One of my first apartments had one of those smoke alarms that went off every time we burned the toast or steam billowed out of the bathroom after a hot shower. Suddenly, my roommates and I would jump out of our seats and scramble to silence the alarm, usually by tearing out the batteries.
People with PTSD and anxiety can feel they have a smoke alarm like this in their minds. In a sense, they do. An overactive amygdala is like living with a smoke alarm in your brain that goes off every time you make toast. How well can you function when there’s an alarm going off? Probably not very well!
When the amygdala is activated, cortisol and adrenaline spike—and so does testosterone. Together these lead to aggression and a lack of empathy. If you want to survive, you do not want to think about how cute and furry that lion chasing you is. You do not want to slow down to wonder if it just wants to cuddle!
The primitive limbic system—your brain’s alarm system—becomes activated, pulling blood into the amygdala and out of our more evolved outer cortices, including the prefrontal cortex, where we regulate emotion, control impulses, utilize critical thinking, and make long-term plans. If the alarm rings long enough, the brain recalibrates itself for the long term.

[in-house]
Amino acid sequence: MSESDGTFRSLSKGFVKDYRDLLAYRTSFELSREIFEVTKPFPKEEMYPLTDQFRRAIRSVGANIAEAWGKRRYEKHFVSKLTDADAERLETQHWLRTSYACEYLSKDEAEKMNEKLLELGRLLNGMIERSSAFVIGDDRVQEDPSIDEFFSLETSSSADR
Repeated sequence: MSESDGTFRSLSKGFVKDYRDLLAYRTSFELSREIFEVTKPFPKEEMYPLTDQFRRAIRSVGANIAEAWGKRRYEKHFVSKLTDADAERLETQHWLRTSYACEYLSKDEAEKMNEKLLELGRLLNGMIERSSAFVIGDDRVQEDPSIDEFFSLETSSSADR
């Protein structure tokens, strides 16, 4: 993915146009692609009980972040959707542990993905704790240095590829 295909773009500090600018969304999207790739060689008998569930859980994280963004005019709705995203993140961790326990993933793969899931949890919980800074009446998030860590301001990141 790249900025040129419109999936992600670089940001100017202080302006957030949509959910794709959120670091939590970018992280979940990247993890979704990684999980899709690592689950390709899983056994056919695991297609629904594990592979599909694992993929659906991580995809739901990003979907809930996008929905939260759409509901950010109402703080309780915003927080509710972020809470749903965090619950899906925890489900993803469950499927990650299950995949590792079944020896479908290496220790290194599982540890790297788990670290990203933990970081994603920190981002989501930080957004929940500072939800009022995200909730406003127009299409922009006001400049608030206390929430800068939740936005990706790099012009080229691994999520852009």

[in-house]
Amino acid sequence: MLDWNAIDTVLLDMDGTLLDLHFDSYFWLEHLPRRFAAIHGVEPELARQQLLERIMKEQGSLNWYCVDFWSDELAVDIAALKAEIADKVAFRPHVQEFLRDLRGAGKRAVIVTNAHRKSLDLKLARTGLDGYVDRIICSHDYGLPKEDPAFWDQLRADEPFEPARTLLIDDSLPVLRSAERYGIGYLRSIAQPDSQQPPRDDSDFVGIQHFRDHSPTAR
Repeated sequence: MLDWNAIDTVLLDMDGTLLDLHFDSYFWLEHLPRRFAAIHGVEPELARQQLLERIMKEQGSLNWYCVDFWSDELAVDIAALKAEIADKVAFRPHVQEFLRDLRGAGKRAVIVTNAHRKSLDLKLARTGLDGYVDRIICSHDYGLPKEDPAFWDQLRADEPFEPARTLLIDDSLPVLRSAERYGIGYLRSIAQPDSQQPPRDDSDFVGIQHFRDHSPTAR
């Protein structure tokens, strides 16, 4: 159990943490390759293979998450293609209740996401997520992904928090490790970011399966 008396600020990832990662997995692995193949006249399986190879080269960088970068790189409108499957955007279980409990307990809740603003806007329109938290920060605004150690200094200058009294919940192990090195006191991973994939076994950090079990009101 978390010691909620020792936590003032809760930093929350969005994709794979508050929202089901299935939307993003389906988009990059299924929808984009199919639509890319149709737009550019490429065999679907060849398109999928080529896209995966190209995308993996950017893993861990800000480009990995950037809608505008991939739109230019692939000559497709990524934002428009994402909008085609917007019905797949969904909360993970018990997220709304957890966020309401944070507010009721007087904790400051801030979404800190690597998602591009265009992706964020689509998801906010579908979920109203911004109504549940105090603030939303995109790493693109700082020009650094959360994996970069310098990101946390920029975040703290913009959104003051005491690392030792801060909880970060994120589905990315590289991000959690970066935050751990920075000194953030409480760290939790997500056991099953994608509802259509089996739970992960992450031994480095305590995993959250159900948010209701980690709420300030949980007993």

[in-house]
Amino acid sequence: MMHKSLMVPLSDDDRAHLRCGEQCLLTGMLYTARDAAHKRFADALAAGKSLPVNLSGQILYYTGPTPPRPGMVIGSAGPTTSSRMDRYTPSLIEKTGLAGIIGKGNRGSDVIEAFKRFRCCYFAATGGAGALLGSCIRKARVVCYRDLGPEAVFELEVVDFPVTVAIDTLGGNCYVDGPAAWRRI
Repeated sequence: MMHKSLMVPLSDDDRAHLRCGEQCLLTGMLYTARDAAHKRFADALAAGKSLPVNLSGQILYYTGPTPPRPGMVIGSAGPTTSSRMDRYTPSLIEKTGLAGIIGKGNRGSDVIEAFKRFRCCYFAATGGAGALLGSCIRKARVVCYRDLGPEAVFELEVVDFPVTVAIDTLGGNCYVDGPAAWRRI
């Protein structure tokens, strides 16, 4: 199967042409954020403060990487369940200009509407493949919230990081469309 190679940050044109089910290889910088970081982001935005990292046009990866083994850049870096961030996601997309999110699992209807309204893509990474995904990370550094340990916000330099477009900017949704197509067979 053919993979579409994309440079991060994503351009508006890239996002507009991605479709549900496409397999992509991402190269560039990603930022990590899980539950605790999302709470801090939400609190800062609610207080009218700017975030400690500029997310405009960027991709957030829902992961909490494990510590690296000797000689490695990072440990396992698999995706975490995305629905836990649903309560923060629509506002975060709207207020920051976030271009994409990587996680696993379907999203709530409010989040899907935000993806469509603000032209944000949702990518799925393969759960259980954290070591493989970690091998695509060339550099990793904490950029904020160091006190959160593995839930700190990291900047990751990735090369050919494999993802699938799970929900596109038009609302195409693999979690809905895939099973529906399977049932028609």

The science shows that as we practice mindful self-compassion, the amygdala gets smaller and less active. This is not like tearing the batteries out of the alarm; it’s more like recalibrating it so that it goes off when a real danger is present, not a perceived one.
We can retrain the brain back into the window of tolerance while simultaneously expanding it. Through mindfulness, compassion, and positive psychology, we can come into an optimal mental state for thriving rather than just surviving. Here is one exercise to help you turn off that fire alarm—or at least turn it down!
Fire-Alarm Reset Protocols
If you find your nervous system ramping up, you might try one of these simple, perceptual awareness exercises:
Count the corners in the room.
Notice everything around you that’s the color green (or any other color).
Note the shapes around you and the spaces between them.
Even in a place where you have spent a lot of time, look around and see if you can notice something new, something that has changed, or something you’ve never noticed before.
Take a tip from polyvagal expert Deb Dana and build anchors of safety into your space: colors, objects, and artwork that cue your nervous system to feel safe.
Adapted from How We Grow Through What We Go Through: Self-Compassion Practices for Post-Traumatic Growth by Christopher Willard, PsyD.